Over the past decade, the use of children as soldiers in armed conflicts has increased. Some join the military voluntarily to escape poverty, gain social recognition or sense strength and revenge, while others are occupied by force. In the course of history children have been easily skilled and put into action in combats such as World War I and II or for political advantage in propaganda. Due to their frivolity, children get influenced more simplistically to fight for their nations than adults. These horrendous experiences make them suffer for the rest of their lives and are likely to cause mental-health problems, a high risk of attempting suicide, poor literacy and numeracy, or behavioral issues like heightened aggression or violence. Statistics have proven that 2 million are killed, 4-5 million are disabled, 12 million left homeless, more than 1 million orphaned or separated from their parents, and 10 million children are psychologically traumatized. Simultaneously local children are also afflicted with unavailable education. The importance of education in countries cannot be overstated. Education can be the release needed to assist families and communities out of the cycle of poverty. Knowledge gives children the power to dream of an improved future and the confidence needed to proceed a complete education, which in turn will help generations to come.
The Current Situation of Affected Countries:
South Sudan: Forces attacking villages often grab children and force them at gunpoint to fight while others join to save themselves from being beaten or killed and to protect their communities, religion and cultures. But despite the commitments of South Sudanese leaders to end child recruitment, children continue to be used as soldiers. Since South Sudan overwhelmingly voted to break away from Sudan in 2011, the situation has continued to deteriorate.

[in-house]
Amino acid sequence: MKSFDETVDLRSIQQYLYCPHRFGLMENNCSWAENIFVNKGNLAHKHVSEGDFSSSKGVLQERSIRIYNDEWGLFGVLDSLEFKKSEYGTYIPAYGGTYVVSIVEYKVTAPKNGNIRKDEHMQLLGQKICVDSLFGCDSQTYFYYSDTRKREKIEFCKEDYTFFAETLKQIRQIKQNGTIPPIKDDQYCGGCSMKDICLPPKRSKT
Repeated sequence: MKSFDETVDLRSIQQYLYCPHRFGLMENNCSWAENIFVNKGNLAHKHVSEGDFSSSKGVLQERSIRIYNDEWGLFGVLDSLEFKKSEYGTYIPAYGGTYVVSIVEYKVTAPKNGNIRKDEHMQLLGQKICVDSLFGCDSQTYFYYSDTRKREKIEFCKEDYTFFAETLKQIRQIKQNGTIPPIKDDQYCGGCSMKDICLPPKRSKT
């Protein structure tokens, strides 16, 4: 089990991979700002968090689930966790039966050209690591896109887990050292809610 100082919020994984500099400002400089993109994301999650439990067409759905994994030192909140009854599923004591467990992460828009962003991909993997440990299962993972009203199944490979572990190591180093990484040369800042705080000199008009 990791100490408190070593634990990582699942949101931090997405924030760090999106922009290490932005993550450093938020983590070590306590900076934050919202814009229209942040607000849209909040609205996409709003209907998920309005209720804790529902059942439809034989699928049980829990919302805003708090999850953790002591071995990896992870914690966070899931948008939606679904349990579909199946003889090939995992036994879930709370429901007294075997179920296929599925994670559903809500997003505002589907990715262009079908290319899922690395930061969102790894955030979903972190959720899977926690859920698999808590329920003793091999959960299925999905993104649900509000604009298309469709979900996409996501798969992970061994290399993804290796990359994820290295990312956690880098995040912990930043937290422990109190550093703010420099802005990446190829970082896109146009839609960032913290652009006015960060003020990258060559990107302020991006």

Nigeria: Since 2009, the extremist armed group Boko Haram has employed hundreds, and possibly thousands, of boys and girls for its military operations. Incidentally dozens of children - mostly girls - are used as suicide bombers and initiated progressively brutish attacks against civilians. Between 2009 and 2015, Boko Haram’s attacks devastated more than 910 schools and constrained 1,500 more to close and hijacked more than 2,000 civilians, many of them women and girls and large groups of students.
The United Nations define child soldiers as children under 18 who are associated with military organisations, such as state armed forces and non-state armed groups. In addition to this, the UN specifies children in the military as clear instance of child abuse and manipulation by adults. More than twenty years ago the world united to strengthen cooperation with states and regional organisations to improve the protection of children. But there is still a lot that can be done to indemnify a suspension. To ensure the requirement of military suspension and education, we have to establish a means of tracking and reporting on the practice, advocate and uphold for the human rights of children, allowing agencies including UNICEF unrestricted access to all children in all detention facilities or reduce the costs of education to enable children a diverse possibility of seeking success and admission.